Stock Market Action Reflects Investor Fears Not Only About Fiscal Cliff But Also About The Deficit, Showing Skepticism That A Compromise Can Be Reached In Time

The increasingly partisan divide among lawmakers and between lawmakers and the White House is making them skeptical that a deal will be reached in time or soon enough to avert psychological damage similar to the failure of Congress to approve a new budget ceiling in 2011.
Markets have tumbled as they begin to realize the fiscal realities since the financial crisis of 2008.
The rally that has more than doubled stock values on the Dow Jones Industrial Average since it bottomed at 6547 in 2009 was largely the result of borrowing by the US government to the tune of $4.7 trillion.
There has also been unprecedented intervention in the bond markets by the US Federal Reserve as it injected capital into the markets to prevent a financial disaster.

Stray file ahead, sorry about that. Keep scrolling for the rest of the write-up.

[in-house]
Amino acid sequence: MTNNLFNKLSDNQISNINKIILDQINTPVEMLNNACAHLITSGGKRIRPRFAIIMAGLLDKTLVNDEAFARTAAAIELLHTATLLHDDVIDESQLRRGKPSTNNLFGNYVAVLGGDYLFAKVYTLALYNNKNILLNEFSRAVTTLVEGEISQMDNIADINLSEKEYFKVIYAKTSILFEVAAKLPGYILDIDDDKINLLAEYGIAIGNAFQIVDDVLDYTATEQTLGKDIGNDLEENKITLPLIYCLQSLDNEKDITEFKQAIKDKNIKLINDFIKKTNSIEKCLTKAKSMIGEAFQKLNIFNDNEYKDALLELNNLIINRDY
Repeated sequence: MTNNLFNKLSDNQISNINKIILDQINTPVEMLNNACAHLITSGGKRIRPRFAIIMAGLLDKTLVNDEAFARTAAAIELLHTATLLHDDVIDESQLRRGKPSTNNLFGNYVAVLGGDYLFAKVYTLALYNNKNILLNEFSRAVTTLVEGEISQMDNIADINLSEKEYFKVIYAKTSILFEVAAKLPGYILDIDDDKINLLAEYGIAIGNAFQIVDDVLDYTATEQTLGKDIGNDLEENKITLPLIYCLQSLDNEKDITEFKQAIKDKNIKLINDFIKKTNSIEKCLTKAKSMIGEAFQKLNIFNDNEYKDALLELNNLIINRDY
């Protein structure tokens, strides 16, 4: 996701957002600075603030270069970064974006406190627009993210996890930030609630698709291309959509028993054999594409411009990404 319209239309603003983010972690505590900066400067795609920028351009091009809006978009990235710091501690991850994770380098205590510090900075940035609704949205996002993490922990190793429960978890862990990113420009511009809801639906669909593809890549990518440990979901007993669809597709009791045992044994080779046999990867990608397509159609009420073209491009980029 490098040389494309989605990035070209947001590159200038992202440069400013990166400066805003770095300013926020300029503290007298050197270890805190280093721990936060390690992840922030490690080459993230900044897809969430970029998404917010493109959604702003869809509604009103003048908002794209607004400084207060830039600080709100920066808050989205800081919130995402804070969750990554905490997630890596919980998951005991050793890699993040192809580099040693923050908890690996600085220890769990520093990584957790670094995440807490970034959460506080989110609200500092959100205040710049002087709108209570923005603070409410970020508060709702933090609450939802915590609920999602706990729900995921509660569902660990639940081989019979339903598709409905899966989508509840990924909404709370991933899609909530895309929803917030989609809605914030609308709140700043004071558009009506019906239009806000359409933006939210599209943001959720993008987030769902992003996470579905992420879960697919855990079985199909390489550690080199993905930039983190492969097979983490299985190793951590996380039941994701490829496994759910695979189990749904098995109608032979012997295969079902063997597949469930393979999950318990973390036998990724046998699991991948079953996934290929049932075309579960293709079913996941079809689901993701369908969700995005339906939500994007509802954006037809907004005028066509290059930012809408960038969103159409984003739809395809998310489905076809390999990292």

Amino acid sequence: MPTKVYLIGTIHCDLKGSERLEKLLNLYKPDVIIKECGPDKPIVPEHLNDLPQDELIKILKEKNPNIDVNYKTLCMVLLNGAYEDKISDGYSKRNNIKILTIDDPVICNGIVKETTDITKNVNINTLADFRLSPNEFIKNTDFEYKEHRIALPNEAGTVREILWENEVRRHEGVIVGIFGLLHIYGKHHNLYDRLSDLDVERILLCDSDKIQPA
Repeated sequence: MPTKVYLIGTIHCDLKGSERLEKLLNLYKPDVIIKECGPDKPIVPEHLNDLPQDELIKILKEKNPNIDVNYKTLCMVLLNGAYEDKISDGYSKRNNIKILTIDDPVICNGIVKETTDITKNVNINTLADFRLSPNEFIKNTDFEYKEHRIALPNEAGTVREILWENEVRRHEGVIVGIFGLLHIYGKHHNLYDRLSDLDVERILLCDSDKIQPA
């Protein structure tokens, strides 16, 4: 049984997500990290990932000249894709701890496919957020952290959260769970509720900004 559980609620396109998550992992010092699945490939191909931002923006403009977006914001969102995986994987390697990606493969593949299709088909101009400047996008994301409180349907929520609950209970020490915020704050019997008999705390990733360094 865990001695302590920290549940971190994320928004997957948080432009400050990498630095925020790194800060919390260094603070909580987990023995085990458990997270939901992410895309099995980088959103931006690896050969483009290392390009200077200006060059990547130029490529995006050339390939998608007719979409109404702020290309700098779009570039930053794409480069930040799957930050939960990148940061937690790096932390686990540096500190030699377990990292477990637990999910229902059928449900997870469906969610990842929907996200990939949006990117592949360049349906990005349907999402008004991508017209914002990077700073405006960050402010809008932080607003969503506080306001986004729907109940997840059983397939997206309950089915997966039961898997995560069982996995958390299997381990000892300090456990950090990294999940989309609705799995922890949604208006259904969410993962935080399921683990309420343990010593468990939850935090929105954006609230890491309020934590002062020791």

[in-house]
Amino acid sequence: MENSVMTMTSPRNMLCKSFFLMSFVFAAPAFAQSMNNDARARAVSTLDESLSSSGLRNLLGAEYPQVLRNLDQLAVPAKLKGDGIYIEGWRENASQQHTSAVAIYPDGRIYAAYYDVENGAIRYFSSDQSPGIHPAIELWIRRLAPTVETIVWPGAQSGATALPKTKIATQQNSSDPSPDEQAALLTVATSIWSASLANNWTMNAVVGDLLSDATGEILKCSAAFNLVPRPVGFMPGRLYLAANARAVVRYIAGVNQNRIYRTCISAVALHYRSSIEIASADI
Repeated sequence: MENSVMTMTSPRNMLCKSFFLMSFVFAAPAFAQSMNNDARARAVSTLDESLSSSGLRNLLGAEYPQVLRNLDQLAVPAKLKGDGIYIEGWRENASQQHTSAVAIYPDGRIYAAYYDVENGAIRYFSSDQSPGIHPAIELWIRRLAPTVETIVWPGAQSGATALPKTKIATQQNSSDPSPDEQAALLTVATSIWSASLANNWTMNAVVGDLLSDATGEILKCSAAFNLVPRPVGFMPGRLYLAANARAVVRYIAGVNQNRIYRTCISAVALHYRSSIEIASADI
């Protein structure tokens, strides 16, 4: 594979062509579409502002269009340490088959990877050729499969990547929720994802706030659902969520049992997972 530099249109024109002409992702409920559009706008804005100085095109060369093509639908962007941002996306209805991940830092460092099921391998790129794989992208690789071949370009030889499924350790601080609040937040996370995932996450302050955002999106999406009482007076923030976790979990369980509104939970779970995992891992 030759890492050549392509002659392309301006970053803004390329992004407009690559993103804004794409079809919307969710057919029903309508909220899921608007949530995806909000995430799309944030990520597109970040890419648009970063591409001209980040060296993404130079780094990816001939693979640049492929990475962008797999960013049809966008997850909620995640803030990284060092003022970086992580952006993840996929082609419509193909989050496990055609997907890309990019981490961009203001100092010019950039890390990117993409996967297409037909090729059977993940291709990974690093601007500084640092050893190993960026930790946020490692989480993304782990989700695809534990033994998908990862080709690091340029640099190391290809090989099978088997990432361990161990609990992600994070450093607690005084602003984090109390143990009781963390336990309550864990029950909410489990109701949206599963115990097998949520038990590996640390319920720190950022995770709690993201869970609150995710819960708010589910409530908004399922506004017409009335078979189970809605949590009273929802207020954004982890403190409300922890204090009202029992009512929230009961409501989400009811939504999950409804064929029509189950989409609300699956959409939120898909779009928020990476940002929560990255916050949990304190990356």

If severe actions—signified by the fiscal cliff—are taken to reconcile that debt with the economic realities, it would kick away a significant prop to the economy and likely result in another fiscal danger.
So, although investors fear what may occur if the US economy slips over the fiscal cliff, they also fear what will happen if the current track of deficit spending continues.
Analysts say those fears are already reflected in bond prices but not in equity prices, which are off only 10% from their recent highs.
The biggest problem is the uncertainty of not knowing how these issues will be resolved. The equity markets hate uncertainty so the downdraft in stock prices may not be alleviated until, at least, a plan for dealing with these issues is announced.

Markets did rally a bit Friday afternoon after a willingness to compromise seemed to be the result of the meeting between the White House and the top four Congressional Leaders on November 16.

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